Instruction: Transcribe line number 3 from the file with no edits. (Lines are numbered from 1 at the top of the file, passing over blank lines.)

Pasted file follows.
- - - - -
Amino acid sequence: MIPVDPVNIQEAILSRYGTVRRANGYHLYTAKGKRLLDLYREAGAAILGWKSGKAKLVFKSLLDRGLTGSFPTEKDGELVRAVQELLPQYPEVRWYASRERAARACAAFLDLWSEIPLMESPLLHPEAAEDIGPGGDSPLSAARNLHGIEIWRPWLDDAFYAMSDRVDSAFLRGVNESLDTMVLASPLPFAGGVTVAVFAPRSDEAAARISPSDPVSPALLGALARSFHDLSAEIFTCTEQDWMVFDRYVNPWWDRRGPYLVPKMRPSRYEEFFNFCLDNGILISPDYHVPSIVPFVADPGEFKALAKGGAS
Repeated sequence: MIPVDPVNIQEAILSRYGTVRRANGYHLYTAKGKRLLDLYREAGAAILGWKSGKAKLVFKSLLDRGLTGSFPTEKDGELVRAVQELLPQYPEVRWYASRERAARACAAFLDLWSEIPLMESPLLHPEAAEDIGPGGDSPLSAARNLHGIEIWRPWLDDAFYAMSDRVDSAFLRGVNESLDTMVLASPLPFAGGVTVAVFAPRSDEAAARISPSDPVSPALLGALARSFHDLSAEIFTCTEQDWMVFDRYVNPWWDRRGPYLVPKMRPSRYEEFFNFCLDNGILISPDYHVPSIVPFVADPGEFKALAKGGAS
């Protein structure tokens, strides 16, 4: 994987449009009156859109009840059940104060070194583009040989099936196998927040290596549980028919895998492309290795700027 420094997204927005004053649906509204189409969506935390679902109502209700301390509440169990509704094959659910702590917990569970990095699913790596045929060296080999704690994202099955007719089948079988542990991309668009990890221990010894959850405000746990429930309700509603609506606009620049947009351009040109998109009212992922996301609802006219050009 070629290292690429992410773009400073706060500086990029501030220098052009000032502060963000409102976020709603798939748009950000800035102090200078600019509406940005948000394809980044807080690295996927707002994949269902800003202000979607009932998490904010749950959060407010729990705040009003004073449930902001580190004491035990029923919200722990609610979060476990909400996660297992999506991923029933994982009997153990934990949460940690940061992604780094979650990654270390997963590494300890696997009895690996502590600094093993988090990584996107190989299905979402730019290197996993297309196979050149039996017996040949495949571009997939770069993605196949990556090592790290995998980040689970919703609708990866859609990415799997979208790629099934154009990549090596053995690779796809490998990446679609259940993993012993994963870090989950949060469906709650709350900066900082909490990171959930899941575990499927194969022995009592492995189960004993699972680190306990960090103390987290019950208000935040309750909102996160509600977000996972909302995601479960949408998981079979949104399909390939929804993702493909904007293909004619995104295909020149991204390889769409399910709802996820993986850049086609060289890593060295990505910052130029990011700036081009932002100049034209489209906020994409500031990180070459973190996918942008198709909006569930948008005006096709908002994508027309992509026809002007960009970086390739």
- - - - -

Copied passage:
């Protein structure tokens, strides 16, 4: 994987449009009156859109009840059940104060070194583009040989099936196998927040290596549980028919895998492309290795700027 420094997204927005004053649906509204189409969506935390679902109502209700301390509440169990509704094959659910702590917990569970990095699913790596045929060296080999704690994202099955007719089948079988542990991309668009990890221990010894959850405000746990429930309700509603609506606009620049947009351009040109998109009212992922996301609802006219050009 070629290292690429992410773009400073706060500086990029501030220098052009000032502060963000409102976020709603798939748009950000800035102090200078600019509406940005948000394809980044807080690295996927707002994949269902800003202000979607009932998490904010749950959060407010729990705040009003004073449930902001580190004491035990029923919200722990609610979060476990909400996660297992999506991923029933994982009997153990934990949460940690940061992604780094979650990654270390997963590494300890696997009895690996502590600094093993988090990584996107190989299905979402730019290197996993297309196979050149039996017996040949495949571009997939770069993605196949990556090592790290995998980040689970919703609708990866859609990415799997979208790629099934154009990549090596053995690779796809490998990446679609259940993993012993994963870090989950949060469906709650709350900066900082909490990171959930899941575990499927194969022995009592492995189960004993699972680190306990960090103390987290019950208000935040309750909102996160509600977000996972909302995601479960949408998981079979949104399909390939929804993702493909904007293909004619995104295909020149991204390889769409399910709802996820993986850049086609060289890593060295990505910052130029990011700036081009932002100049034209489209906020994409500031990180070459973190996918942008198709909006569930948008005006096709908002994508027309992509026809002007960009970086390739």